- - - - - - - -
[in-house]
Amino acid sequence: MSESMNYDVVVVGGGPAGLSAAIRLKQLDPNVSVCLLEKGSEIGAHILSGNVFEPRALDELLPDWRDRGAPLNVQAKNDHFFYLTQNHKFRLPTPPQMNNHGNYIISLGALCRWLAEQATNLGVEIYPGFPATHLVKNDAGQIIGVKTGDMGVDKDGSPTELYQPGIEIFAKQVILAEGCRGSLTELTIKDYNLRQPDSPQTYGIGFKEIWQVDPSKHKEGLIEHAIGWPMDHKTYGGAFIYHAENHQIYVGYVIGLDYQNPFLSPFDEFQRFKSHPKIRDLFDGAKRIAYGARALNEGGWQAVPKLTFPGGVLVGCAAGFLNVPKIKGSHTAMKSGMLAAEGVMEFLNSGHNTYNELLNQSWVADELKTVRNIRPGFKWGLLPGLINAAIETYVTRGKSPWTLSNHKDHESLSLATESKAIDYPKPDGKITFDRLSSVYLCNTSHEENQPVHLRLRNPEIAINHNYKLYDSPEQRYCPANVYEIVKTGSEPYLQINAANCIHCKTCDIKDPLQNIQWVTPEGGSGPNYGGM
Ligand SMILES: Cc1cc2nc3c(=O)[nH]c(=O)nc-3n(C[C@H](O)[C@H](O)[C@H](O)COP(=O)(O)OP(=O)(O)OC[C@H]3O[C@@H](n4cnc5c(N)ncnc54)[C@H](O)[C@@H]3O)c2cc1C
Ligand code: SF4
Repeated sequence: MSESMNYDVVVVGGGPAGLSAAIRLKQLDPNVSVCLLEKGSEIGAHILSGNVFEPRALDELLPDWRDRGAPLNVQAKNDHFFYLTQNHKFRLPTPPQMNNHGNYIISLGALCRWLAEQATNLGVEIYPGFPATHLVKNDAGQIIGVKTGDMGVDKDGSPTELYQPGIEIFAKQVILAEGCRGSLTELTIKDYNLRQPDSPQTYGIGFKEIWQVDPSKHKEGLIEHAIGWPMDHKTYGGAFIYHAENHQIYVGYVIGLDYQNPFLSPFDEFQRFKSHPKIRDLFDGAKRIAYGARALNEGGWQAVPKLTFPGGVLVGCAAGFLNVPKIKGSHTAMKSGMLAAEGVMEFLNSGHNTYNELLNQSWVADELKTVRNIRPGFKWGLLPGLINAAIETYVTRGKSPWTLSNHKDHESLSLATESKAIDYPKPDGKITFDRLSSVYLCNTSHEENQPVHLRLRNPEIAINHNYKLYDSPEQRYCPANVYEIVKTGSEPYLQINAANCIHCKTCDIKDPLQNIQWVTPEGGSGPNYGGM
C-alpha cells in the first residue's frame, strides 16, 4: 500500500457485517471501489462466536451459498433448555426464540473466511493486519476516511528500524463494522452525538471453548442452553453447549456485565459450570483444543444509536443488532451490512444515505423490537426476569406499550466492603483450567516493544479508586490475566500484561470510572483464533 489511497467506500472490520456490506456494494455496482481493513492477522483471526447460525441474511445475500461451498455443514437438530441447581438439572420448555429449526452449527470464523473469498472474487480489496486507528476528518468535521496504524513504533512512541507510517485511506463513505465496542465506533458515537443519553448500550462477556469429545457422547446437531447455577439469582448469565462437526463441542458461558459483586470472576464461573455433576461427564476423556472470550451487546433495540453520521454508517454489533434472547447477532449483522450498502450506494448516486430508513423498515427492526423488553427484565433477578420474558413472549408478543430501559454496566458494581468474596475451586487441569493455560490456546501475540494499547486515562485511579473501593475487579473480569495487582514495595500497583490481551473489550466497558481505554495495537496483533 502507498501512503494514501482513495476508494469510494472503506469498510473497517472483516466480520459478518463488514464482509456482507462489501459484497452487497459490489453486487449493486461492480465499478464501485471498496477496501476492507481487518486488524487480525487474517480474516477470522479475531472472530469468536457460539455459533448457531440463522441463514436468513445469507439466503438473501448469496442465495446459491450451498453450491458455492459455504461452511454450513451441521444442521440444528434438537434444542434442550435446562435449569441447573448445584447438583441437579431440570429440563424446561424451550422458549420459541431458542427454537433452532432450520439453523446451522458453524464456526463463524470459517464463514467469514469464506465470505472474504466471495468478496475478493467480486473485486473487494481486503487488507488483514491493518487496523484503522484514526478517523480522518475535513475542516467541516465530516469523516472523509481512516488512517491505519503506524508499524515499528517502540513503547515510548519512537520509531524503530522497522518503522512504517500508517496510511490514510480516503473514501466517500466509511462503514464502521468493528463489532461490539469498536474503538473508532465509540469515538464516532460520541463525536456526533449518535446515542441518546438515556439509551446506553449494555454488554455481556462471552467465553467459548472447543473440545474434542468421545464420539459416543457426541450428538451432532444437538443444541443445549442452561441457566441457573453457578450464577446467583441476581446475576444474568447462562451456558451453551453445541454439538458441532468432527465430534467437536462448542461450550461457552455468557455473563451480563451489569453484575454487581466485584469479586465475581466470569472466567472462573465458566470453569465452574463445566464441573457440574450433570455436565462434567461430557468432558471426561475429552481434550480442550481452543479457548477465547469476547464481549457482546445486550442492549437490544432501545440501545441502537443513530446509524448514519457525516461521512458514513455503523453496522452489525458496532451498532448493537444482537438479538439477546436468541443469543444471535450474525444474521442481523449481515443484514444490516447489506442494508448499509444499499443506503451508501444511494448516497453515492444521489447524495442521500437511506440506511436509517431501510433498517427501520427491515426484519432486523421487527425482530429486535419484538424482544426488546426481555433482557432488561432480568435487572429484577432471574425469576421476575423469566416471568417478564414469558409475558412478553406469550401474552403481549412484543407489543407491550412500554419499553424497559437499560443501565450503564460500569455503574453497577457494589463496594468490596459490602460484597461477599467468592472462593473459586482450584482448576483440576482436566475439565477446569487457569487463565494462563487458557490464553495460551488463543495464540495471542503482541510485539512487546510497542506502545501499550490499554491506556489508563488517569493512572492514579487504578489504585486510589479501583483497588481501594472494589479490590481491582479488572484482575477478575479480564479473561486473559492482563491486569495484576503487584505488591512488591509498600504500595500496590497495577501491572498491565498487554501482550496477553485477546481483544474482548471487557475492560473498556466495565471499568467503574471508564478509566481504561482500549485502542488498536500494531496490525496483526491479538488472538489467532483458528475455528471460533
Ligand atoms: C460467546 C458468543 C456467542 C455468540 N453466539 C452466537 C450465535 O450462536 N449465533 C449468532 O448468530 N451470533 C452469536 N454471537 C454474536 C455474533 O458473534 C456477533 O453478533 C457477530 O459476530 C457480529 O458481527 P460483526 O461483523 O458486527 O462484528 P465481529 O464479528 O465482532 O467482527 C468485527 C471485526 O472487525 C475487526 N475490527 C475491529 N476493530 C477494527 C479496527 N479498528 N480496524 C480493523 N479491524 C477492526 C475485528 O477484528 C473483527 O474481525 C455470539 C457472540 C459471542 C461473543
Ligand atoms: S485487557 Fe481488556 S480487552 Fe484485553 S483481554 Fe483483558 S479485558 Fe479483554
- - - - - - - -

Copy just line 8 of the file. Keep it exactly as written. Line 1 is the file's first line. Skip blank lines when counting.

Ligand atoms: S485487557 Fe481488556 S480487552 Fe484485553 S483481554 Fe483483558 S479485558 Fe479483554